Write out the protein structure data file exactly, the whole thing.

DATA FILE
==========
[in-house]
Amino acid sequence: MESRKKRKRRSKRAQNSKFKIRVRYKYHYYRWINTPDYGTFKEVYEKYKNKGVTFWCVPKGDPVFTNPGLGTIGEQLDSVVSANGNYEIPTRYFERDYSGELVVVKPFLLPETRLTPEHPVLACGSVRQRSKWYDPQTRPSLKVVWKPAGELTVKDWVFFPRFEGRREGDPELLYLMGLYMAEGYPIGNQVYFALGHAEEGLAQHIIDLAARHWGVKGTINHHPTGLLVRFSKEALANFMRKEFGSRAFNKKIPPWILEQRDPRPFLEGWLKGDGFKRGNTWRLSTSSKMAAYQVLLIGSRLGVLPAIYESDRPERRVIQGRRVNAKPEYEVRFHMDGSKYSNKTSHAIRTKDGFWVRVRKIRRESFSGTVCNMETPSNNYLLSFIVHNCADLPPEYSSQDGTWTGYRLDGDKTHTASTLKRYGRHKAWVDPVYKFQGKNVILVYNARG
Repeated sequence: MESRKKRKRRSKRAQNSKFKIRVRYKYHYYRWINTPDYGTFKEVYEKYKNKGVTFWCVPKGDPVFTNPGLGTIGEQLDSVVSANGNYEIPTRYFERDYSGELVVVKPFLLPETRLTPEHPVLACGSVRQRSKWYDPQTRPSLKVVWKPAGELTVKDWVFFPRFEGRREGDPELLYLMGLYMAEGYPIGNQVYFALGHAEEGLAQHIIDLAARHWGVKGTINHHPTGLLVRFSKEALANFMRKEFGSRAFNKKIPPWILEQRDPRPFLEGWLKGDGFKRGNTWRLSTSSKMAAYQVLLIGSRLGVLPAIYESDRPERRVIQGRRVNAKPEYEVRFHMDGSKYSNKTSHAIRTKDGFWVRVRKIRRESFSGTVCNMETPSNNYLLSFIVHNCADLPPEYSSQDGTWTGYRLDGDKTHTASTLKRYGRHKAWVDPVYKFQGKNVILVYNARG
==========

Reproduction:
[in-house]
Amino acid sequence: MESRKKRKRRSKRAQNSKFKIRVRYKYHYYRWINTPDYGTFKEVYEKYKNKGVTFWCVPKGDPVFTNPGLGTIGEQLDSVVSANGNYEIPTRYFERDYSGELVVVKPFLLPETRLTPEHPVLACGSVRQRSKWYDPQTRPSLKVVWKPAGELTVKDWVFFPRFEGRREGDPELLYLMGLYMAEGYPIGNQVYFALGHAEEGLAQHIIDLAARHWGVKGTINHHPTGLLVRFSKEALANFMRKEFGSRAFNKKIPPWILEQRDPRPFLEGWLKGDGFKRGNTWRLSTSSKMAAYQVLLIGSRLGVLPAIYESDRPERRVIQGRRVNAKPEYEVRFHMDGSKYSNKTSHAIRTKDGFWVRVRKIRRESFSGTVCNMETPSNNYLLSFIVHNCADLPPEYSSQDGTWTGYRLDGDKTHTASTLKRYGRHKAWVDPVYKFQGKNVILVYNARG
Repeated sequence: MESRKKRKRRSKRAQNSKFKIRVRYKYHYYRWINTPDYGTFKEVYEKYKNKGVTFWCVPKGDPVFTNPGLGTIGEQLDSVVSANGNYEIPTRYFERDYSGELVVVKPFLLPETRLTPEHPVLACGSVRQRSKWYDPQTRPSLKVVWKPAGELTVKDWVFFPRFEGRREGDPELLYLMGLYMAEGYPIGNQVYFALGHAEEGLAQHIIDLAARHWGVKGTINHHPTGLLVRFSKEALANFMRKEFGSRAFNKKIPPWILEQRDPRPFLEGWLKGDGFKRGNTWRLSTSSKMAAYQVLLIGSRLGVLPAIYESDRPERRVIQGRRVNAKPEYEVRFHMDGSKYSNKTSHAIRTKDGFWVRVRKIRRESFSGTVCNMETPSNNYLLSFIVHNCADLPPEYSSQDGTWTGYRLDGDKTHTASTLKRYGRHKAWVDPVYKFQGKNVILVYNARG